Fig 1. Fetal conditions leading to the 324 Special Care Unit admissions as per the different modes of delivery at Mulago Hospital.

Fig 1 shows that Prematurity was the leading condition for the admission followed by asphyxia. Congenital anomalies contributed the least to the admission. RDS is Respiratory Distress Syndrome.

There was no statistically significant relationship between HIV status of the mother and the admission to SCU or neonatal sepsis. The odds ratio of admission to SCU was higher among babies born by caesarean delivery, compared to those delivered vaginally: 1.57 times higher (95% CI 1.21–2.03, p-value = 0.001). The odds ratio of perinatal death was 3.71 times higher (95% CI 2.24–5.68, p-value <0.001) among babies admitted to SCU, compared to babies not admitted.

APGAR score

Apgar score rating scale evaluation showed no significant difference in the different modes of delivery (p = 0.81) as shown in Table 2.

Risk factors for perinatal death

Consistency and smell of liquor.

Compared to those with clear liquor, the odds ratio of perinatal mortality following light meconium stained liquor was 2.24 (95% CI 1.29–3.87; p-value = 0.004). This was higher 3.52 (1.00–12.52; p-value = 0.05) among those with thick meconium.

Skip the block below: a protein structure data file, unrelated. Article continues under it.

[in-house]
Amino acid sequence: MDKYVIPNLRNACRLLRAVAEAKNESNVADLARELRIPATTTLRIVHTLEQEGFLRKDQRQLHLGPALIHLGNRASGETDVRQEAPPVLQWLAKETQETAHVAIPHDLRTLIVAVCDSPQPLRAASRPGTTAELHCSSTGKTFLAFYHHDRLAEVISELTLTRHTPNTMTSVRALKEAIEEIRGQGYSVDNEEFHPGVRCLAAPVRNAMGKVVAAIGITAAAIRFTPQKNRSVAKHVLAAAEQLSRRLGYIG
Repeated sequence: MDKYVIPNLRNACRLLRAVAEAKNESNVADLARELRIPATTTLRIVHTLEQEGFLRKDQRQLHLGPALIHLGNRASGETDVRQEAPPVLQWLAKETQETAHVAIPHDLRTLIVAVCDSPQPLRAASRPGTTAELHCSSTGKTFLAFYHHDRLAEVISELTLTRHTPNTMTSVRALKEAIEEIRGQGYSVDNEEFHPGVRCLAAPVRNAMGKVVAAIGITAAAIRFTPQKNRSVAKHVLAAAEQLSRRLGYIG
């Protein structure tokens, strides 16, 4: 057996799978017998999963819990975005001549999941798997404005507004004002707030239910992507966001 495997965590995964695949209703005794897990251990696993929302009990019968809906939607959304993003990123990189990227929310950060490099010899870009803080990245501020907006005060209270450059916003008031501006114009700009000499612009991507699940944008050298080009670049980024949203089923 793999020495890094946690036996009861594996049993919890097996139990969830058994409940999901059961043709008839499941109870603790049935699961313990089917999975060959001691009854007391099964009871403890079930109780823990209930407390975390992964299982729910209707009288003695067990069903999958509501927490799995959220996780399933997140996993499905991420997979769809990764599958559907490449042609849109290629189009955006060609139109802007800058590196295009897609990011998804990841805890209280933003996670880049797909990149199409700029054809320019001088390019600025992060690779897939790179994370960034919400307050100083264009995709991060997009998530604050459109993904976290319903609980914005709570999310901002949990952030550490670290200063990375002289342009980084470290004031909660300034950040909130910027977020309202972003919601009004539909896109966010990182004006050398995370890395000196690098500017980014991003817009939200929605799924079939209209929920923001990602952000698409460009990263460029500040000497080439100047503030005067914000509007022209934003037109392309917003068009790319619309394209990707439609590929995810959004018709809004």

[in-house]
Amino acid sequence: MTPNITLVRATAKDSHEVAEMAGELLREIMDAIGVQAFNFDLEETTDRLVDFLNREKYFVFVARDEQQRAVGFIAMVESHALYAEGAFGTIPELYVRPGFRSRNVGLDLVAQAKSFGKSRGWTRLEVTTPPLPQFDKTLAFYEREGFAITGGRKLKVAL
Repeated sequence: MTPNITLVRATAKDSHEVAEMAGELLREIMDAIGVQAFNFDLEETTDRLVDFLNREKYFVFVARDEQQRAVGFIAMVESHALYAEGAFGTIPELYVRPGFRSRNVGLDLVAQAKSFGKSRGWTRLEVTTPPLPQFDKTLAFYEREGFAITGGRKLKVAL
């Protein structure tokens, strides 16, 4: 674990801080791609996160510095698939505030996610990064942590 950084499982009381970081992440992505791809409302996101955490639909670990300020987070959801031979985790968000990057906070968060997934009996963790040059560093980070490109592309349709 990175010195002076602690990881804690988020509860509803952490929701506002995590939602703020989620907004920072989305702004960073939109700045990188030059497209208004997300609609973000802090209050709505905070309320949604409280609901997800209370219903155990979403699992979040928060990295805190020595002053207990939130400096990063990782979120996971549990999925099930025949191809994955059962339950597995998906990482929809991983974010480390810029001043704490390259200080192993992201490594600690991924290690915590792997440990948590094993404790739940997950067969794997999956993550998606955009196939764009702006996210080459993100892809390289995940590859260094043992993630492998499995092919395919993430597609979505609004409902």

The smell of liquor had also a statistically significant impact on perinatal mortality. For those with an offensive meconium odor, the odds ratio of perinatal death was 2.20 (95% CI 1.20–4.02, p-value = 0.011) as compared to those with non-offensive liquor.

Presence of maternal complications and adverse neonatal perinatal outcomes.

The risk of perinatal mortality was higher when maternal complications occurred, including: chorioamnionitis, puerperal sepsis, pelvic abscess, postpartum hemorrhage and maternal death (Table 3). The odds ratio of perinatal death was 3.81 (95% CI: 2.20–6.61, p-value <0.001) when any one of the maternal complications occurred.

Table 3. Maternal and neonatal characteristics associated with perinatal death.